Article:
The patron saint of PhD writing is the Victorian novelist, Anthony Trollope. He wrote many novels, including some of the famous Barchester and Palliser series, while working at a full-time management job in the Post Office. How did he achieve this output? He wrote for three hours in the morning from 5 a.m. to 8 a.m., and he repeated that the next day, and the next, and carried on and on. As he explained in his autobiography:
When I have commenced a new book, I have always prepared a diary, divided into weeks, and carried it on for the period which I have allowed myself for the completion of the work. In this I have entered, day by day, the number of pages I have written, so that if at any time I have slipped into idleness for a day or two, the record of that idleness has been there, staring me in the face, and demanding of me increased labour, so that the deficiency might be supplied . . . There has ever been the record before me, and a week passed with an insufficient number of pages has been a blister to my eye, and a month so disgraced would have been a sorrow to my heart.
Trollope aimed to write 2,000 words in those three hours, which is rather more than many of us can expect to achieve in that amount of time. But it is not the number of words, but the regularity with which he wrote that stands as the exemplar to us all. Trollope’s ‘secret’, if you can call it that, was that he regularly allocated time to writing and nothing else, and allowed nothing else to interfere with this time allocation. He did not fit his writing around his other tasks, but fitted them around his writing.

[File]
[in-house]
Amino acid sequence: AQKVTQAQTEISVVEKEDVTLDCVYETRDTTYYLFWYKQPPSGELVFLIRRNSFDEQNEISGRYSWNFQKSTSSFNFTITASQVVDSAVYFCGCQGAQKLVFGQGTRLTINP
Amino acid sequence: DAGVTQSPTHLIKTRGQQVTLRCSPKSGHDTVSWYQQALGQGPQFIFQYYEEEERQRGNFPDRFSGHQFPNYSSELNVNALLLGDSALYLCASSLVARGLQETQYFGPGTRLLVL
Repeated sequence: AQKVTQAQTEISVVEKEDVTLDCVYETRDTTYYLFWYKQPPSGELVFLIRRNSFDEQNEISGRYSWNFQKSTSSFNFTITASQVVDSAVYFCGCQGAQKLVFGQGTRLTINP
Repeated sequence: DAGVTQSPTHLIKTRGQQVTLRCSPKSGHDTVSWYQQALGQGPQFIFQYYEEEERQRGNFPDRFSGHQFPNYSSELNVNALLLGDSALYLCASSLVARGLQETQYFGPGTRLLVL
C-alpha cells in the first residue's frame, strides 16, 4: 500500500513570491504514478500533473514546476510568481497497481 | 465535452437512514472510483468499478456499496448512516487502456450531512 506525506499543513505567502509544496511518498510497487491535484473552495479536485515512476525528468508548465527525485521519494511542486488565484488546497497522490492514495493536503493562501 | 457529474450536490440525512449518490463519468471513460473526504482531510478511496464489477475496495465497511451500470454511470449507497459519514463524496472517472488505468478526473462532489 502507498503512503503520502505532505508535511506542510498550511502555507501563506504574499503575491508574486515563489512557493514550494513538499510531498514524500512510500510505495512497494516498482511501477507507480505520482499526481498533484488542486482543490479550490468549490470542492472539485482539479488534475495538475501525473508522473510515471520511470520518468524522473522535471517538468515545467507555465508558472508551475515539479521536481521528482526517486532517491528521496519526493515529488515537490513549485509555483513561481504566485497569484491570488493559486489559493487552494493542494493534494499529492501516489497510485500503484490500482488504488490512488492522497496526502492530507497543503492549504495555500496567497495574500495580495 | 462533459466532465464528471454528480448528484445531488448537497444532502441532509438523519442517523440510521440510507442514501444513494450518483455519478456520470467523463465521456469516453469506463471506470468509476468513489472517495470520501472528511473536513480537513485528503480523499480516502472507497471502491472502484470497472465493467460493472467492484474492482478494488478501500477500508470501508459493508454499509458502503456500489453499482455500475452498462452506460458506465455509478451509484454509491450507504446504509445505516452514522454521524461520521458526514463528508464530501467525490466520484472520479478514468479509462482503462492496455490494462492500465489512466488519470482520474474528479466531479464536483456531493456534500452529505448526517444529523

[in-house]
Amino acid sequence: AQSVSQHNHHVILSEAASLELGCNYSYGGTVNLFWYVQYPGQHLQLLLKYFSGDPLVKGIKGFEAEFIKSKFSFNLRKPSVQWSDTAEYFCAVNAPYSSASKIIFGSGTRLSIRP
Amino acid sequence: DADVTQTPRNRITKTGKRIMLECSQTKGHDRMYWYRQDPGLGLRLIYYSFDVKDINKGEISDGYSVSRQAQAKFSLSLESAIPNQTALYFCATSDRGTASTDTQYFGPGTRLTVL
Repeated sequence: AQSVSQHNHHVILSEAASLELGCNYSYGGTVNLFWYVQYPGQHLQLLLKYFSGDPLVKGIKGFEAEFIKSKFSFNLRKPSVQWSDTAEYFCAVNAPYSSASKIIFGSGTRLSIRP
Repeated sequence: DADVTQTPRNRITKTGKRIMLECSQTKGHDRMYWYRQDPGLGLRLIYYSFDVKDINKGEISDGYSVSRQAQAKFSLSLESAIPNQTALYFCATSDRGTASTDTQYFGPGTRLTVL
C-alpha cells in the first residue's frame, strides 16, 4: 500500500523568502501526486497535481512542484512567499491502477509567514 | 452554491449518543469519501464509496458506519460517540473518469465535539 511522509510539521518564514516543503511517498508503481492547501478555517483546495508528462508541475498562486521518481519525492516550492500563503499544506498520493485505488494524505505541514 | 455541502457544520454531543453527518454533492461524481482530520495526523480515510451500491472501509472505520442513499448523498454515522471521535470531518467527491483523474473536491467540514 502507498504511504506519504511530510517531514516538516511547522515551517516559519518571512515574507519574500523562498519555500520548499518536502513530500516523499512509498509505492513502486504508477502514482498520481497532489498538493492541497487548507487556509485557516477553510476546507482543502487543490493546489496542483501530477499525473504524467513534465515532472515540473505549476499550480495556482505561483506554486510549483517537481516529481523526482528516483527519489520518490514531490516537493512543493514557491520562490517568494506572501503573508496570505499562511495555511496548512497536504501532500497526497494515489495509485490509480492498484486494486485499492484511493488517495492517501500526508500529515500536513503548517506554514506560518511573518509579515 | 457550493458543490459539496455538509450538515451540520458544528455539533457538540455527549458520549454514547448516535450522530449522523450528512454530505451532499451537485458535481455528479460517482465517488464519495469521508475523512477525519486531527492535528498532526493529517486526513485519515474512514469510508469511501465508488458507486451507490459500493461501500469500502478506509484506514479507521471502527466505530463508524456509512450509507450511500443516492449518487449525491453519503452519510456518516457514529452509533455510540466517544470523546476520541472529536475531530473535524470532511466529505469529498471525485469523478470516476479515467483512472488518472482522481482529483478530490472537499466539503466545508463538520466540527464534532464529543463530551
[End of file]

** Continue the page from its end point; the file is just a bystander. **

You should be regularly carrying out academic writing from the start of your time as a research student. But there is always the problem of how you fit writing into all the other activities you have to undertake.
Our final advice on timing is not intuitively obvious, and thus all the more important. When you come to the end of your allocated time and have to stop writing, do not carry on until you reach a natural break – the end of a section, a chapter, etc. You should deliberately leave your work in the middle – mid-design, mid-chapter, mid-paragraph, even midsentence.
Your psychological need to complete the task provides you with extra internal pressure to return and finish what you have started. It also makes re-starting easier and quicker.
PHILLIPS., E. M. & PUGH., D. S. (2010). HOW TO GET A PhDA handbook for students and their supervisors ( 5th ed). Open University Press.